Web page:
If she weren't, you know, one of the more recognizable faces on the planet, Kate Middleton could easily be mistaken for just another harried mom at Prince George and Princess Charlotte's school drop-off.
Because unlike every one of her carefully thought-out work appearances, before the Duchess of Cambridge makes the four-mile trip from their Kensington Palace spread to Thomas's Battersea in south London, she doesn't bother with her signature blowout or consult with longtime stylist Natasha Archer.
"There are no blow-dries—it's always hair up in a ponytail," a longtime friend noted to People of the "very chilled" royal's low-maintenance routine. "She's either in her gym clothes, or a dress and sneakers, very little makeup, apologizing as she's late for the school run before dashing off."
Pretty standard fare, really, not all too different from the other mums and dads in lineup, the friend insisted: "It's the life of a working mom with three young children—just a different sort of day job to most."
One that comes with quite the hefty promotion.
Viewed for years in certain circles as Prince William's soft-spoken, mild-mannered college sweetheart who set her sights on the young royal long before they crossed paths in their freshman dorm, she's long since done away with that tired narrative.
More than a decade after officially accepting her post, she's more than proved her worth as a senior royal, deftly filling the void left by Prince Harry and Meghan Markle's swift departure and carving out her space in the areas of early education, child development and mental health awareness, proving she's ready to embrace the role that awaits.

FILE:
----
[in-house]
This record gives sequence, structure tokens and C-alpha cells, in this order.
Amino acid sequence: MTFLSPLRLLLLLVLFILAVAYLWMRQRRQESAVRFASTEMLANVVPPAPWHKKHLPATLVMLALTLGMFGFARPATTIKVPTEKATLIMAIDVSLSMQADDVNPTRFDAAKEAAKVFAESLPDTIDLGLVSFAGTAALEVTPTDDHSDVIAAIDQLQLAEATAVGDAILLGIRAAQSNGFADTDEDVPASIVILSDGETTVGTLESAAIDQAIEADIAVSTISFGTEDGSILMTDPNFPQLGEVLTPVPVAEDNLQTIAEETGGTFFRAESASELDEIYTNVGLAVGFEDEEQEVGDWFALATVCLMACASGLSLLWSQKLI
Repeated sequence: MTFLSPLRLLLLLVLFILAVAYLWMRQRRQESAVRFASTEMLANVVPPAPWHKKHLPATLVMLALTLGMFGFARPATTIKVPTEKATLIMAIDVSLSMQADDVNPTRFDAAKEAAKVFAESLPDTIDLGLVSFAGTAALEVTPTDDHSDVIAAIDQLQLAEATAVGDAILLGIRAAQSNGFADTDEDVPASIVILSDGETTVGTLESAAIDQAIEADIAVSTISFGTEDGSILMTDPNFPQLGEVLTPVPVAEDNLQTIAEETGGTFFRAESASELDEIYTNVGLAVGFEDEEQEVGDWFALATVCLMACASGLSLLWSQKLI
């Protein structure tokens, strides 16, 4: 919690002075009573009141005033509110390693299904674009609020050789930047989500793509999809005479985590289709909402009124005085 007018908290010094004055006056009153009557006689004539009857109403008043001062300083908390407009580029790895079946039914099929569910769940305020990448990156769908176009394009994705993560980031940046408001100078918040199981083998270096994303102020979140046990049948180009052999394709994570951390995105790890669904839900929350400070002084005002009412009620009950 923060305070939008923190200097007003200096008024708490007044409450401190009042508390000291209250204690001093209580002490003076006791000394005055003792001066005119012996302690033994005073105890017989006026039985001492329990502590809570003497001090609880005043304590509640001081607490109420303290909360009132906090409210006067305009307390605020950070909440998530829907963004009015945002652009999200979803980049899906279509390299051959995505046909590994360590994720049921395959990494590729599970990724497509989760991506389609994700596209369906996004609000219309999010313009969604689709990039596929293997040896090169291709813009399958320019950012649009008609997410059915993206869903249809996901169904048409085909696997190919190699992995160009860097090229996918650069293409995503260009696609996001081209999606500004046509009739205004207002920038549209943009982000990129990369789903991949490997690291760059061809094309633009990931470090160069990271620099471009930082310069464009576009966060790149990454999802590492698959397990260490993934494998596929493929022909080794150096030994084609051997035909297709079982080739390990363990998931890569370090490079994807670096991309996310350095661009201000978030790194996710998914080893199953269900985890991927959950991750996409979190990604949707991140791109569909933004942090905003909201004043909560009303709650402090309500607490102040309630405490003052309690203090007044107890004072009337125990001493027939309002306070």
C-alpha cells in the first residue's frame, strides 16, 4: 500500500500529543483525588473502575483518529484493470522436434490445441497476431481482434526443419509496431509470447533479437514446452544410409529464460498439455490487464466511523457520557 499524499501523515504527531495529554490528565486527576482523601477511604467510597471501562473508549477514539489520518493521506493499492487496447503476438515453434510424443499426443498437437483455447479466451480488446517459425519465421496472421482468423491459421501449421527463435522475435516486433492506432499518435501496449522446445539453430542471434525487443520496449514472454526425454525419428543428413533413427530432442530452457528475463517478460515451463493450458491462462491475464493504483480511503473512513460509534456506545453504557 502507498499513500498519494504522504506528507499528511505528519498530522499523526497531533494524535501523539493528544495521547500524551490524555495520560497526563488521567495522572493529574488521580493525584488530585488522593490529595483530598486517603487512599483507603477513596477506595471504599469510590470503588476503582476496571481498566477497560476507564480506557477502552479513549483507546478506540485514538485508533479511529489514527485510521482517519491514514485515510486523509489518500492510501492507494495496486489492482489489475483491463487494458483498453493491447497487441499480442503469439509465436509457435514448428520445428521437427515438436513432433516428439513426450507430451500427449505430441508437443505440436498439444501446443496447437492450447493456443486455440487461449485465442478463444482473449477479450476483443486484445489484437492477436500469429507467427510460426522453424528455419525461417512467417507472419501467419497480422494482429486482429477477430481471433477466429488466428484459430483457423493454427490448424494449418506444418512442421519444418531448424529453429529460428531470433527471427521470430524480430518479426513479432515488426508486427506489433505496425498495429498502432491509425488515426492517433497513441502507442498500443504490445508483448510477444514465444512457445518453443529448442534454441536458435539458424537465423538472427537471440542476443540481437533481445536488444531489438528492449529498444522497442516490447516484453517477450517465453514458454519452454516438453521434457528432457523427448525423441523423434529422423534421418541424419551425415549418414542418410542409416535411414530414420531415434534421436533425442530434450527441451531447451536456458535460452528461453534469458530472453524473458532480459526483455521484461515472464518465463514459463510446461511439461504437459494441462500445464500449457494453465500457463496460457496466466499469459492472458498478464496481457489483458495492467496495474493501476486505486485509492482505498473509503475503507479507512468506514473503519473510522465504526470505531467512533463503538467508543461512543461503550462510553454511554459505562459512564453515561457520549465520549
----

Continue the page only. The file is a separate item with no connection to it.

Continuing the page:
Describing the duchess, who will mark her 40th birthday Jan. 9, a source told People, "If she needs to step up to the plate, she does it—and she always has."
If that means juggling an increased workload—responsibilities of representing the royals' future now largely resting on her slim shoulders—while homeschooling George, 8, and Charlotte, 6, and chasing around after 3-year-old Prince Louis, consider it handled.
"She is an adoring mother, and she is contributing publicly in the way we would want her to," a royal household source told People. "You see it more and more. The young student has turned into our future Queen."
Good thing she's a quick study.
Because before the titles, the 20-some-odd patronages, the increased focus on helping young children and those struggling with mental health and the crash course in security protocols, Kate was an accessories buyer that Queen Elizabeth II fretted wasn't up for such a blue-blooded existence.
The chatter, royal reporter Phil Dampier told UK paper The Express, was that the Queen felt William's then-girlfriend wasn't accomplishing enough following their 2005 graduation from the University of St Andrews. "There was a phase where she appeared to be doing very little really," Dampier told the newspaper, adding, "The Queen once remarked Kate doesn't do very much."